End-of-Year Woes

Anyone who has young children or works in the school system knows that December is NOT the end of the year – May/June IS. In fact, this is so popular of a notion, that the Holderness family has written TWO songs about end-of-the-year May.

Here’s one:

I’m sure this is the part of my blog where I’m supposed to write some sort of disclaimer saying that “Nurturing Village does not specifically endorse the Holderness Family movies / shenanigans” or something like that. Hey, I just thought it was funny.

Anyway, on to my main message…

The end of the school year is SO HARD.

I can’t begin to tell you how many of my parents have come to see me with the look of exhaustion – recounting meltdowns, regressions, and all the trouble that their children are having at this time of year. And, as they are all good caring parents; some are frustrated, some are self-blaming, some are totally baffled…but NONE are alone.

The end of the school year is such a difficult time for children. Our little creatures of routine are confronting the fact that routines are about to change – and, for better or for worse, all change is stressful.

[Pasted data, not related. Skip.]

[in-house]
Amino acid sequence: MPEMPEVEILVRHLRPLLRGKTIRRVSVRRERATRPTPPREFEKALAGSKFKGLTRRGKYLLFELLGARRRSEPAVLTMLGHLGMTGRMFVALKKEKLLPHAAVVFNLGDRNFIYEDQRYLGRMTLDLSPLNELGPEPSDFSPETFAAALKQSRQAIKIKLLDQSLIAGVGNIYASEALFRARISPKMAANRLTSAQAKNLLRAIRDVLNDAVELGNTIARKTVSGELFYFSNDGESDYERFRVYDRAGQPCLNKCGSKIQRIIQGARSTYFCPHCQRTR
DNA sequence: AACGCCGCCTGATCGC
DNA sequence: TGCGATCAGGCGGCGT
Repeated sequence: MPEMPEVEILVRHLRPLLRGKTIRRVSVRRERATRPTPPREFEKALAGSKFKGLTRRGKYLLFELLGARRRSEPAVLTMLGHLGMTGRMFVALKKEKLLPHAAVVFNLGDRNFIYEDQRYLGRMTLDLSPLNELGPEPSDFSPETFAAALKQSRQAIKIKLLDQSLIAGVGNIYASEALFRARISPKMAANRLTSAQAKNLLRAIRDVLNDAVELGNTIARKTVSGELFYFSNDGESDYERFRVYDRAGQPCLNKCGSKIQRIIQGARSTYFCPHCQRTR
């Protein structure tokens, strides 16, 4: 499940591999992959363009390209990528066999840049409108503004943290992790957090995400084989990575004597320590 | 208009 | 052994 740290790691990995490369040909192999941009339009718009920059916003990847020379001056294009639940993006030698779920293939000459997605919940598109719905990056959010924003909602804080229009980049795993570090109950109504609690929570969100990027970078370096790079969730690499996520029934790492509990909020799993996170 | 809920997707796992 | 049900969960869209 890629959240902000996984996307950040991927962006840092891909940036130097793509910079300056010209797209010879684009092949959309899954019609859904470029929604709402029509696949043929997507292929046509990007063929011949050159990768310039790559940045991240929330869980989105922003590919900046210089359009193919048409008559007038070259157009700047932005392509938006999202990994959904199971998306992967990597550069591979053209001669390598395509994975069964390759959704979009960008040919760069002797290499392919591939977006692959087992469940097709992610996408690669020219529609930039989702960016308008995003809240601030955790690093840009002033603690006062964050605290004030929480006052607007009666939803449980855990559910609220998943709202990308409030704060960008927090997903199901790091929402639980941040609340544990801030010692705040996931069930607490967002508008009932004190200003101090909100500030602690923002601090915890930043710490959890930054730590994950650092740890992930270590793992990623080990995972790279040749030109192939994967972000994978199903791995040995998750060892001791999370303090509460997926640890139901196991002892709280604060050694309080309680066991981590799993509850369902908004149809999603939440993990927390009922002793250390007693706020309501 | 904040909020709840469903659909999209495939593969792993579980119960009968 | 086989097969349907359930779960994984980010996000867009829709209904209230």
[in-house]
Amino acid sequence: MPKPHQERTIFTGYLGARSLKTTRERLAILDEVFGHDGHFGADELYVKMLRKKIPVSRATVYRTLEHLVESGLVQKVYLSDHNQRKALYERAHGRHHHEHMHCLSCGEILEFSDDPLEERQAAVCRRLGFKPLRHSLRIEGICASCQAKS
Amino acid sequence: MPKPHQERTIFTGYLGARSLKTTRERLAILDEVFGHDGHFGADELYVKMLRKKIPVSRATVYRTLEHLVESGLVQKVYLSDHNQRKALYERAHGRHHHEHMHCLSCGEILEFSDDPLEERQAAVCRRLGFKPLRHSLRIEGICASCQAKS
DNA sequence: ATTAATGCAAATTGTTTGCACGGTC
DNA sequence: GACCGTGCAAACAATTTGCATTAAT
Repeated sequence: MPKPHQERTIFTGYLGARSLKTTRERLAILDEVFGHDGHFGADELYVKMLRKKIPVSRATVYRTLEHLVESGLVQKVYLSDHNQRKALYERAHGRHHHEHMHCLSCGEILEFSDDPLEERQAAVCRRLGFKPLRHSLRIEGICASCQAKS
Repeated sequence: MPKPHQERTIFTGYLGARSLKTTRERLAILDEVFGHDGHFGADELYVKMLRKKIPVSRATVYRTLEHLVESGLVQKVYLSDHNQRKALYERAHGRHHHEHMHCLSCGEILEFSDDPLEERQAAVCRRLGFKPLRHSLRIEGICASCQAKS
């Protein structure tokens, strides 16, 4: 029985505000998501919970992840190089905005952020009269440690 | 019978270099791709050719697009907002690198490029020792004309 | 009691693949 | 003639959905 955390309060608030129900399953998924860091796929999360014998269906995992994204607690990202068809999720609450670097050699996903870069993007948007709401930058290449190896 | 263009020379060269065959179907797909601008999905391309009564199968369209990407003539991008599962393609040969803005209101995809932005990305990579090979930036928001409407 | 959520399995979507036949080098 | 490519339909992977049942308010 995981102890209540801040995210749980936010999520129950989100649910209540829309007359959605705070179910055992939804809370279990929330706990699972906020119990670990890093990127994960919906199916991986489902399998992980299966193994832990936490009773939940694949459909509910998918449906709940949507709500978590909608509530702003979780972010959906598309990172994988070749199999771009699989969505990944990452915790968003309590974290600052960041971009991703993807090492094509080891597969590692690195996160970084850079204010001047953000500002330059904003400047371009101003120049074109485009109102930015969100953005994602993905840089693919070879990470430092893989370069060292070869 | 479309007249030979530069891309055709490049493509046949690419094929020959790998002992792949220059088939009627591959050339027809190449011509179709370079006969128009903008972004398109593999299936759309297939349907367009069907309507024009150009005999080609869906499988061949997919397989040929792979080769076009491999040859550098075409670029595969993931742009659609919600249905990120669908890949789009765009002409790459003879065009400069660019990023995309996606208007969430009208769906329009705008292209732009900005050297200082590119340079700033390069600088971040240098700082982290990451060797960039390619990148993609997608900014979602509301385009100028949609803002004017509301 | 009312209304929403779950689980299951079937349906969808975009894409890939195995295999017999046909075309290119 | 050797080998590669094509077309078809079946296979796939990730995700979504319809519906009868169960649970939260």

Adult stress looks different than child stress. We, for the most part, in our adult-selves, are able to locate these feelings in our body and pinpoint the triggers behind our angst. In fact, take a look at this thermal imaging of what stress / anxiety looks like in the body…look familiar? (the yellow is the most heat, blue the coldest area).

Children, on the other hand, do not have as sophisticated pre-frontal cortexes to help with this type of insight. Instead, they feel their feelings in their body and have few tools to problem solve managing them.

So, what does that LOOK like?

You already know.

It’s the screaming and crying 8 year old because a drop of orange juice spilled on his end of year project.

It’s the kindergarten student who all the sudden refuses to go to school.

It’s the fifth grader who is suddenly an 11 year old teenager with all sorts of attitude and sass.

No, they’re not waging a war against us parents.

They are experiencing the stress of change.

And guess what? We are too.

So, parents, I am in complete solidarity with you this May. It’s hard.

Perhaps we can be gentle with ourselves as we weather yet another storm. And in the moments that we can, perhaps we can be the calm in our children’s May-hem.

If this message rings true to you and you would like support / a listening ear, please feel free to call Nurturing Village. I’m with you.